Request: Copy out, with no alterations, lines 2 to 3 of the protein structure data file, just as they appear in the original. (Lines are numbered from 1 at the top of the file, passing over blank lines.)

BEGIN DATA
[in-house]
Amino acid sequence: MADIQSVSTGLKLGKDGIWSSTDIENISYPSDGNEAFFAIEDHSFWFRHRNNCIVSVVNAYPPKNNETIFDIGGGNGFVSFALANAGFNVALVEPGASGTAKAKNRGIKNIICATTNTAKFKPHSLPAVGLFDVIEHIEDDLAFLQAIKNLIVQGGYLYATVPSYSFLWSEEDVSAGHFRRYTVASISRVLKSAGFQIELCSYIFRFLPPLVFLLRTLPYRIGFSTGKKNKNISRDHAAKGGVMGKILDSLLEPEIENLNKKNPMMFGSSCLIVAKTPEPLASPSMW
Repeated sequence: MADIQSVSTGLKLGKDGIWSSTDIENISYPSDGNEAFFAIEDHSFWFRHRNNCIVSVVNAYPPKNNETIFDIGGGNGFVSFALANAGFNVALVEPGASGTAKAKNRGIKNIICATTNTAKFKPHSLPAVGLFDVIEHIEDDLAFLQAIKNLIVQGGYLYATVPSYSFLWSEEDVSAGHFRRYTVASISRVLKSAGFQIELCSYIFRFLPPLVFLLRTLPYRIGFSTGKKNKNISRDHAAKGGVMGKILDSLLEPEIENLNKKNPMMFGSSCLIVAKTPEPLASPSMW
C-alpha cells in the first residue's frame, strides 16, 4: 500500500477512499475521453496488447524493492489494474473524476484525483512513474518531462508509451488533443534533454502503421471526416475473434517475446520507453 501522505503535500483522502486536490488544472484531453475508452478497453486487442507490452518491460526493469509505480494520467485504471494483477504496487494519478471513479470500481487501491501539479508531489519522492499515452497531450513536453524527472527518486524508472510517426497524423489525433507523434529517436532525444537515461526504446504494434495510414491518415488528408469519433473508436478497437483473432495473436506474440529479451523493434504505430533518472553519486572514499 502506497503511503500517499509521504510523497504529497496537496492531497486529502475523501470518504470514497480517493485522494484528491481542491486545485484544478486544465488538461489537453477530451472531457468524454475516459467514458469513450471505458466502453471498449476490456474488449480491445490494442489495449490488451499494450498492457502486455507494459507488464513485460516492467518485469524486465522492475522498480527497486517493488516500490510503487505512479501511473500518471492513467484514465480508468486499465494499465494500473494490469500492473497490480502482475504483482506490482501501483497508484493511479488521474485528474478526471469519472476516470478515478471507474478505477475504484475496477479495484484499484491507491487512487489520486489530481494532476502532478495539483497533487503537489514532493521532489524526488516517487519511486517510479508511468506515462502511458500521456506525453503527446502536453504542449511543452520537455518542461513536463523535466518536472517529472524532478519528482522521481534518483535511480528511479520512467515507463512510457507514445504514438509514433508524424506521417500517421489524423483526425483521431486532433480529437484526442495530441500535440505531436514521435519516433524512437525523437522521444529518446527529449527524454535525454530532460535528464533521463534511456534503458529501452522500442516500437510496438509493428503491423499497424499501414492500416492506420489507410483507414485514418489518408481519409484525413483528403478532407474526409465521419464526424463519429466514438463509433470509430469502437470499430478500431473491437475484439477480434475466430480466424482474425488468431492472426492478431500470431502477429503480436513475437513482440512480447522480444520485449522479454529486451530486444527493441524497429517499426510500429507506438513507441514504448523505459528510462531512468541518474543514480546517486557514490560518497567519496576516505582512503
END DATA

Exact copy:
Amino acid sequence: MADIQSVSTGLKLGKDGIWSSTDIENISYPSDGNEAFFAIEDHSFWFRHRNNCIVSVVNAYPPKNNETIFDIGGGNGFVSFALANAGFNVALVEPGASGTAKAKNRGIKNIICATTNTAKFKPHSLPAVGLFDVIEHIEDDLAFLQAIKNLIVQGGYLYATVPSYSFLWSEEDVSAGHFRRYTVASISRVLKSAGFQIELCSYIFRFLPPLVFLLRTLPYRIGFSTGKKNKNISRDHAAKGGVMGKILDSLLEPEIENLNKKNPMMFGSSCLIVAKTPEPLASPSMW
Repeated sequence: MADIQSVSTGLKLGKDGIWSSTDIENISYPSDGNEAFFAIEDHSFWFRHRNNCIVSVVNAYPPKNNETIFDIGGGNGFVSFALANAGFNVALVEPGASGTAKAKNRGIKNIICATTNTAKFKPHSLPAVGLFDVIEHIEDDLAFLQAIKNLIVQGGYLYATVPSYSFLWSEEDVSAGHFRRYTVASISRVLKSAGFQIELCSYIFRFLPPLVFLLRTLPYRIGFSTGKKNKNISRDHAAKGGVMGKILDSLLEPEIENLNKKNPMMFGSSCLIVAKTPEPLASPSMW